Nick had to remind himself that they weren’t laughing at him, were they? He glanced back at the video. So far, about a thousand people had watched him sing at his cousin’s wedding. There had to be millions of amateur videos of people singing at weddings—why would a thousand people choose to watch him? Of course, it didn’t help that his cousin’s bulldog, Lester, was dressed in a tux and watching Nick with rapt attention, his big head swinging in time with the music. How had he not noticed that at the time? He replayed the video, curious about what else he’d missed.
Jon strode into the office. “Are you still obsessing over that?”
Nick shook his head, closed the laptop with a sharp click, and pushed away from the desk. “Nah.”
“I don’t know why you want to hide your talent beneath a bushel.” Jon was studying to become a youth pastor and liked to spout Biblical phrases. “You have a gift. You have to let it shine.”
Nick interrupted before Jon could start singing, This Little Light of Mine. “No, I don’t. What I have to do is keep this shop afloat.” Nick thought about going out and wiping down tables—his standard go-to when his accounts were all caught up—but the fear that some of the guests had seen the video froze him. He paced across the room.
Concern flashed in Jon’s eyes. “We’re doing fine, right?”
“Well, yeah.” Nick stopped and clapped a hand on Jon’s shoulder. “I’m sorry, I didn’t mean to scare you. We’re doing great.” In fact, they were doing much better than he’d projected when he’d opened the café. He’d patterned the shop after his uncle’s in Argentina. Like any standard coffee shop, they served hot beverages and a smattering of baked goods, but what set them apart from a Starbucks was their open microphone for musicians, poets, and comedians. They also sold vinyl records and vintage sound systems.
Nick’s thoughts drifted to his Tio Jose and he fought a wave of homesickness. But moments later, the sound of his own voice jolted him back to the here and now. He glanced at the closed laptop before bolting out of the office.
He halted behind the counter and stared at the TV screen in the corner of the room. All the patrons in the shop turned to stare at him before bursting into applause and cheers. Stunned, Nick backed away. Moments later, without any real recollection of how he’d gotten there, he found himself in the service closet wedged between a shelf of cleaning supplies and a hamper of dirty aprons. He pulled out his phone, sank into a squat, typed in the YouTube channel, and found the video of himself and Lester.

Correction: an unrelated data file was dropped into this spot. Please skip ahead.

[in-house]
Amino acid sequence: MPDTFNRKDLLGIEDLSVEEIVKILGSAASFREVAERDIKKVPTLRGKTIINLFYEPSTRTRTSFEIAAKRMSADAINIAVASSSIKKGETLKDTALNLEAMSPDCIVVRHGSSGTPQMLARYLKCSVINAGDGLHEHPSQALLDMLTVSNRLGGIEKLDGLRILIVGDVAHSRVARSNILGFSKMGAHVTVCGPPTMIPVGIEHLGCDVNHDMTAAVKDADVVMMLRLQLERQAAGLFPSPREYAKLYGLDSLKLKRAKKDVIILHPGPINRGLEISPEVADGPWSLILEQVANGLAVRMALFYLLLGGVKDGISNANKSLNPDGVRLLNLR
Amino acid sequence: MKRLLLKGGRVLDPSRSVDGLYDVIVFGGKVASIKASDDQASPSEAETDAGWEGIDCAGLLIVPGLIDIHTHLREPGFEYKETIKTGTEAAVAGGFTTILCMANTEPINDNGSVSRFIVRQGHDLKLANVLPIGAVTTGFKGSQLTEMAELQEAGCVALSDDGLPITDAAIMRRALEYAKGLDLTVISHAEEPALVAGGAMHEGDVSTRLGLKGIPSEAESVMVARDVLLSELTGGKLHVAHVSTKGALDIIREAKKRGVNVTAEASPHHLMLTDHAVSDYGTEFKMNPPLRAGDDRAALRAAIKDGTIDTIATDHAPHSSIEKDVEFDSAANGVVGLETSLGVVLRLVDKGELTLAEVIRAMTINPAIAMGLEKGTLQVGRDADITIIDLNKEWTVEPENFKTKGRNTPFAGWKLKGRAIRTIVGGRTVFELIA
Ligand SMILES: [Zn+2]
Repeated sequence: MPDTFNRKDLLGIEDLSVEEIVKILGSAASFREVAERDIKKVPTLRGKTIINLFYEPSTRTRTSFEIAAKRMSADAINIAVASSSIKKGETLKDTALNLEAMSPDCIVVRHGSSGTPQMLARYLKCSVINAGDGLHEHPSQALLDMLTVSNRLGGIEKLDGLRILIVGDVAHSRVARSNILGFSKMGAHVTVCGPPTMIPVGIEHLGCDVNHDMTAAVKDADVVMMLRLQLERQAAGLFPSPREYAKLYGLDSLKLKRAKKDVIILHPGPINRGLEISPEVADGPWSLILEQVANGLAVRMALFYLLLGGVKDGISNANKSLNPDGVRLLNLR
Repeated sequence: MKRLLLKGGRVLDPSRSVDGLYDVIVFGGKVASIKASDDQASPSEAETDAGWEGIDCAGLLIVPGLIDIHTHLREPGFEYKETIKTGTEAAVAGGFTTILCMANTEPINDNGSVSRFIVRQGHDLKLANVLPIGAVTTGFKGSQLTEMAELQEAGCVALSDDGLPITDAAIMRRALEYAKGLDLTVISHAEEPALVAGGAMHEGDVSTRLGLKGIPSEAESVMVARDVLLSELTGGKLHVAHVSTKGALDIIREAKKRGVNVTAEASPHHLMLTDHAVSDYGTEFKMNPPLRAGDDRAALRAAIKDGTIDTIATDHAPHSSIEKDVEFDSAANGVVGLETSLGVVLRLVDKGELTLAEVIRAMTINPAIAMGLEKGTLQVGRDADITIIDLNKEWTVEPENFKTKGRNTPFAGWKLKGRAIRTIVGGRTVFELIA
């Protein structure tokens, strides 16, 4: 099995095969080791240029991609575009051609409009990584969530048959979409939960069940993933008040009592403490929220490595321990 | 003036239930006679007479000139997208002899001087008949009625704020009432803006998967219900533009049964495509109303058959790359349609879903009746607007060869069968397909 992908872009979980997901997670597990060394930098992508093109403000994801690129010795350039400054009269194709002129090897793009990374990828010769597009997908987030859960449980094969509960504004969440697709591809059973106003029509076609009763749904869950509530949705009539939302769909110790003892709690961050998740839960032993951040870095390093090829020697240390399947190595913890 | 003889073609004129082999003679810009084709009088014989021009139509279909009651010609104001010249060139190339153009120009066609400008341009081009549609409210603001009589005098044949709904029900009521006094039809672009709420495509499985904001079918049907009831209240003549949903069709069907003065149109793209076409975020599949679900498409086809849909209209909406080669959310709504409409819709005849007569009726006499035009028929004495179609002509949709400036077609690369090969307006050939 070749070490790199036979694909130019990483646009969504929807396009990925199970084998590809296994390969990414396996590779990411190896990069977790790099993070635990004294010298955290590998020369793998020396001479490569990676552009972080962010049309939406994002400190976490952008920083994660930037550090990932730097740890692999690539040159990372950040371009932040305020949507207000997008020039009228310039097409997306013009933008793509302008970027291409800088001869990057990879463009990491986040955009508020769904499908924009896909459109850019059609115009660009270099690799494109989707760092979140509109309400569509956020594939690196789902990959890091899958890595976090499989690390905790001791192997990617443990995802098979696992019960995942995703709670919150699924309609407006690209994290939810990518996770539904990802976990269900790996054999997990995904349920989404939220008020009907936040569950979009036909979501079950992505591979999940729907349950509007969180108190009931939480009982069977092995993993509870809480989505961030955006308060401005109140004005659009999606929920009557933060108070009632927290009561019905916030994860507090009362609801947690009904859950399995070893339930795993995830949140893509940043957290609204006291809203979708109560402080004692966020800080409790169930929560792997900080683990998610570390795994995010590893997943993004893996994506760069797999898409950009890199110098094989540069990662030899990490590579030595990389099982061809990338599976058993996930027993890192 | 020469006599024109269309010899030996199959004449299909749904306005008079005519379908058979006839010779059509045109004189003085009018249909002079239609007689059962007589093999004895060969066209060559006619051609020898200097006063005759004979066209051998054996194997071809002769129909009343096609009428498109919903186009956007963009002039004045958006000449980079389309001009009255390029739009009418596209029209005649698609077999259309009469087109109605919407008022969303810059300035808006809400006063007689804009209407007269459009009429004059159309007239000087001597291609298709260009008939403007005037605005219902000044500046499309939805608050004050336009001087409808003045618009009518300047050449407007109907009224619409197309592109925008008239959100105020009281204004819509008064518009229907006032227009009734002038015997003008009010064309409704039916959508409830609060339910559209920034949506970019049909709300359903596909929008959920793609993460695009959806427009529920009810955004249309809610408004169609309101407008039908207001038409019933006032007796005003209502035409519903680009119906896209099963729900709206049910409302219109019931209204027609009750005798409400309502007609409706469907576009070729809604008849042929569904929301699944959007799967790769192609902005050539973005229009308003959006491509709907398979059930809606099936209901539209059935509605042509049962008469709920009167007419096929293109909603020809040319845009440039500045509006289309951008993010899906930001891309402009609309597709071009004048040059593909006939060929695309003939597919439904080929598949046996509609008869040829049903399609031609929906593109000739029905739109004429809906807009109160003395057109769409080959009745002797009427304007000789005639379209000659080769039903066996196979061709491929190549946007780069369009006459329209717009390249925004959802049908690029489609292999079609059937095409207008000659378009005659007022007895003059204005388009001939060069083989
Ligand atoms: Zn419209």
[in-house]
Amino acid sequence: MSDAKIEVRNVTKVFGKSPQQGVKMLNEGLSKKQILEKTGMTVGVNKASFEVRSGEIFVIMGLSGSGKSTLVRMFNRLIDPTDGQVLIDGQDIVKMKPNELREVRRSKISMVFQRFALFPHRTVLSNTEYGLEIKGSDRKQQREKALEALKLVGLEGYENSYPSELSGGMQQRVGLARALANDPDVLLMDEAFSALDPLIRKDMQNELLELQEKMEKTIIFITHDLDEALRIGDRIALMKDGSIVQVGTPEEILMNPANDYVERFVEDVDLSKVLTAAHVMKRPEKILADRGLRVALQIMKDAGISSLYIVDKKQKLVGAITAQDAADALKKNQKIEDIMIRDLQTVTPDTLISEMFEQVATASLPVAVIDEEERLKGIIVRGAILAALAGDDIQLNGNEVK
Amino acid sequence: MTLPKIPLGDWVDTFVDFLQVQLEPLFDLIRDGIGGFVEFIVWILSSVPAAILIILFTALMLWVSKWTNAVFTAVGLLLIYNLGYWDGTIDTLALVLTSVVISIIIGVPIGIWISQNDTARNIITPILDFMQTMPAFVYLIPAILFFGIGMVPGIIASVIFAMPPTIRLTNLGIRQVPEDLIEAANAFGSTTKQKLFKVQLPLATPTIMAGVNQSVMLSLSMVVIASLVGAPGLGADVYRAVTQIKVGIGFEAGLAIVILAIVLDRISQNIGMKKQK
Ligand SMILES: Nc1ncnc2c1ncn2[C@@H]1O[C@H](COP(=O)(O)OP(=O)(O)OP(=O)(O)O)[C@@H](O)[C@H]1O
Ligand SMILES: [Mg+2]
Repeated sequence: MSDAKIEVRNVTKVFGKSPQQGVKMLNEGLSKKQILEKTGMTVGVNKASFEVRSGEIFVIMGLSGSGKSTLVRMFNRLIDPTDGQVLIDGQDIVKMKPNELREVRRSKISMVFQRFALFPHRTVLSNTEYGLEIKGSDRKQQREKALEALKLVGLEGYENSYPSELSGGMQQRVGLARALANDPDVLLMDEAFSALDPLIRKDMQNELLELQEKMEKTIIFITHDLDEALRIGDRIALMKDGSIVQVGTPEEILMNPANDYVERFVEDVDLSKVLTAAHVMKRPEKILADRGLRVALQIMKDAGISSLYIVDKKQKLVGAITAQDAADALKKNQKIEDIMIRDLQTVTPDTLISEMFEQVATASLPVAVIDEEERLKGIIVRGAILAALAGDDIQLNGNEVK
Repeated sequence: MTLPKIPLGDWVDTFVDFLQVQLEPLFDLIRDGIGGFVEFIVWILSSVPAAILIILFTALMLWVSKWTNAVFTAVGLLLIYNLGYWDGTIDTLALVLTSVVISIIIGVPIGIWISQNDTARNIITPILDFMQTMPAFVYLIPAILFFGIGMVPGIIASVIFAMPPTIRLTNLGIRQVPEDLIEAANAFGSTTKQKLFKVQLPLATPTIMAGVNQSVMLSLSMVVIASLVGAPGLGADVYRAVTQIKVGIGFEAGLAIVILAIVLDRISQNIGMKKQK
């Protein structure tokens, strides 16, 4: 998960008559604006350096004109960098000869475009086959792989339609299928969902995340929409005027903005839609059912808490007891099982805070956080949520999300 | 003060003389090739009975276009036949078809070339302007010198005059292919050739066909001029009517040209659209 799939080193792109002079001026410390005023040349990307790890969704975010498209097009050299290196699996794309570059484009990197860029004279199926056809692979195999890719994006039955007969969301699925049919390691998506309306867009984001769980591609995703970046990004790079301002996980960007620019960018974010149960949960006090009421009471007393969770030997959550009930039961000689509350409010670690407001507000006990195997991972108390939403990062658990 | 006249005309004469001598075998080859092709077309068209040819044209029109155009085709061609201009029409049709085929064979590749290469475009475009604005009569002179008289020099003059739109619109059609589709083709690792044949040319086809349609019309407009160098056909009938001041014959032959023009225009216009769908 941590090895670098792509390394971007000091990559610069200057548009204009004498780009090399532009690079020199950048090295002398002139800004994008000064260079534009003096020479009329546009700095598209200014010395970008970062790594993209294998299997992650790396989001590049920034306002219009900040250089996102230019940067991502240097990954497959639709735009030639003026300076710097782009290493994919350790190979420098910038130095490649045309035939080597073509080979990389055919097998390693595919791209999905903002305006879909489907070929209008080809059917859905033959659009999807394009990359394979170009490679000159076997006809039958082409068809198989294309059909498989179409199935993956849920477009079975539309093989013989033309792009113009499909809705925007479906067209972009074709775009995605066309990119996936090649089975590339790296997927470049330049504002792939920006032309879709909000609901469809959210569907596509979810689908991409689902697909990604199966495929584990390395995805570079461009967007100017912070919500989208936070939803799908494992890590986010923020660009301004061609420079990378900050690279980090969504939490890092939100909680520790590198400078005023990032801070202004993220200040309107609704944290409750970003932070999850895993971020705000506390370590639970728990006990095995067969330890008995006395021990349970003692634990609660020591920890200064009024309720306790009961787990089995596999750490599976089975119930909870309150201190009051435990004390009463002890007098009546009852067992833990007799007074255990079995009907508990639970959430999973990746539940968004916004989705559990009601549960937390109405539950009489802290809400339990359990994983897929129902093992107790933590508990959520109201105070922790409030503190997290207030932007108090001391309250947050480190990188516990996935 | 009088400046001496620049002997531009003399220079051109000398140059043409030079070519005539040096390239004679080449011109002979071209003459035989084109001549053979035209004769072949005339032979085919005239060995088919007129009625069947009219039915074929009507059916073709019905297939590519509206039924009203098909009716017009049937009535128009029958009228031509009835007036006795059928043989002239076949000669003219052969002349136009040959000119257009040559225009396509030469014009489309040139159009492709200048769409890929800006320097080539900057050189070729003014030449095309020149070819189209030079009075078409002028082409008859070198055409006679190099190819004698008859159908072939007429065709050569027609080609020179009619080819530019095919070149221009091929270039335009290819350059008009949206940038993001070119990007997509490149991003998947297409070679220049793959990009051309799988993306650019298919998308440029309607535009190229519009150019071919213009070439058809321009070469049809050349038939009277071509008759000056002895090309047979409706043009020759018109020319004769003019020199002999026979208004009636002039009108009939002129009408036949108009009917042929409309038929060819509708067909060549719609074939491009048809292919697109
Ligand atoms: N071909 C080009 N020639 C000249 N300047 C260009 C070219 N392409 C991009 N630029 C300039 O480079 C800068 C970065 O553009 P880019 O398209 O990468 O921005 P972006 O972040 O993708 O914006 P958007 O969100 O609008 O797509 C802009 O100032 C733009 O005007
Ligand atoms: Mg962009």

Five thousand views.
How is this happening? His head spun. There weren’t even five thousand people in his Tio Jose’s entire village. He let this process before he climbed to his feet. So, five thousand views. Everyone was watching Lester. Not him. And as Steph had said, this would be good for the shop. Publicity was publicity. He checked his reflection in the mirror and smoothed back his thick dark hair, before squaring his shoulders and heading back into the fray. The patrons had at least doubled. The shop had an occupancy capacity of three hundred, and while they were nowhere near that number, they still had twice as many people as was typical for a Thursday afternoon.
He glanced outside at the weak January sun attempting to singe the edges of gray rain clouds. The rain was good for business. But so, apparently, were musical dog videos.
A blinding light flashed, making Nick blink. Had someone just taken his picture?
Three weeks later
“What would you like for dinner?” Aubrey asked.
Adriene shrugged her response without looking up from her Argentina Now! Magazine. There was an article on Iguazu Falls, and Adriene promised herself she would go. Soon. Although, she’d been in Uruguay for one week already and had only left her sister’s apartment once.
Aubrey blew out a sigh. “Will you stop, already?”
“You’re an attorney, for pity sake. Arguing is what you do!”
Adriene tore her attention away from the magazine and stared at Aubrey who stood in the kitchen surrounded by terra-cotta pots filled with rosemary, basil, dill, oregano, and lavender. “You want me to argue about what we have for dinner?”
Aubrey shook her trowel at Adriene. “I want you to do something!”
Adriene looked back at her magazine and flipped through it until she found the pictures of the most luxurious bookstore she’d ever seen. “I’m going to go to El Ateneo Grand Splendid.”
Aubrey looked at her through slit lids. “When?”
Adriene swung her feet off the sofa and planted them on the wooden floor. “Now?”
Aubrey planted her fists on her hips. “And what about dinner?”
“I said I didn’t care,” Adriene said.
“No, what you said was—” Aubrey gave her an exaggerated shrug.
“Do you want me to go?” Adriene asked.
“To the bookstore, yes,” Aubrey said, her voice softening, “back to Sebastian, no.”
“Thanks for letting me stay here.” Adriene went to find her shoes.
“Of course,” Aubrey said, sounding contrite.